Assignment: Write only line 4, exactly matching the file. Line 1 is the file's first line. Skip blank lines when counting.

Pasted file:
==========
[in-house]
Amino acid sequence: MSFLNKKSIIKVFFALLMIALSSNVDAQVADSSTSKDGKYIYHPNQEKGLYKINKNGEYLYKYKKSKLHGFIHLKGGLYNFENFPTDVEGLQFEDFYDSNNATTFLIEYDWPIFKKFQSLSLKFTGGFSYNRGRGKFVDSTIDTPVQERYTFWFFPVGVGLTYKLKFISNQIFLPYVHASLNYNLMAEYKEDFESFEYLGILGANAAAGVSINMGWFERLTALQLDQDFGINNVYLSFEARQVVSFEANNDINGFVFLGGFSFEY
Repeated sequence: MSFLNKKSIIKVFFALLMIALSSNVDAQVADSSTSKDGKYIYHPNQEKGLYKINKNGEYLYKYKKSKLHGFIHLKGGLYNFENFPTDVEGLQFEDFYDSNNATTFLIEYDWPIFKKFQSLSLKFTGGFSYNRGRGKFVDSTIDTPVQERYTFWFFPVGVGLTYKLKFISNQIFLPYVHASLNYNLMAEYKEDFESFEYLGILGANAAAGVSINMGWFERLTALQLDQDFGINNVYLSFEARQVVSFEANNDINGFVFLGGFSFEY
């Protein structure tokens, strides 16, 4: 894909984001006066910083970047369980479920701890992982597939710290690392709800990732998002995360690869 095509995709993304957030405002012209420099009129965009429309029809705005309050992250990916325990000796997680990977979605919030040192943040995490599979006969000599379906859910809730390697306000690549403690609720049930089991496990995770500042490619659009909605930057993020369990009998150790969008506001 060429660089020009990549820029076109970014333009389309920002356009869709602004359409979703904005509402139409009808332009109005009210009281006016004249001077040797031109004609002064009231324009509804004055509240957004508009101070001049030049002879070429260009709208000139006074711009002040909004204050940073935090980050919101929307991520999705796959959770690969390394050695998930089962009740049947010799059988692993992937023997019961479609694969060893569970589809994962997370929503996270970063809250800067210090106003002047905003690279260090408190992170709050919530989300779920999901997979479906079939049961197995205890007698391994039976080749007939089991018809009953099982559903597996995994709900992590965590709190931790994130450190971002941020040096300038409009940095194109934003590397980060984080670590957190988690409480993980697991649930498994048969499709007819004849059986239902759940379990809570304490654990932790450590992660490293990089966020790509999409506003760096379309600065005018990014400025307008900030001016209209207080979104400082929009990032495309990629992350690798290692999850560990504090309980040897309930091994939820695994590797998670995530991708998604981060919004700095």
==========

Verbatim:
């Protein structure tokens, strides 16, 4: 894909984001006066910083970047369980479920701890992982597939710290690392709800990732998002995360690869 095509995709993304957030405002012209420099009129965009429309029809705005309050992250990916325990000796997680990977979605919030040192943040995490599979006969000599379906859910809730390697306000690549403690609720049930089991496990995770500042490619659009909605930057993020369990009998150790969008506001 060429660089020009990549820029076109970014333009389309920002356009869709602004359409979703904005509402139409009808332009109005009210009281006016004249001077040797031109004609002064009231324009509804004055509240957004508009101070001049030049002879070429260009709208000139006074711009002040909004204050940073935090980050919101929307991520999705796959959770690969390394050695998930089962009740049947010799059988692993992937023997019961479609694969060893569970589809994962997370929503996270970063809250800067210090106003002047905003690279260090408190992170709050919530989300779920999901997979479906079939049961197995205890007698391994039976080749007939089991018809009953099982559903597996995994709900992590965590709190931790994130450190971002941020040096300038409009940095194109934003590397980060984080670590957190988690409480993980697991649930498994048969499709007819004849059986239902759940379990809570304490654990932790450590992660490293990089966020790509999409506003760096379309600065005018990014400025307008900030001016209209207080979104400082929009990032495309990629992350690798290692999850560990504090309980040897309930091994939820695994590797998670995530991708998604981060919004700095």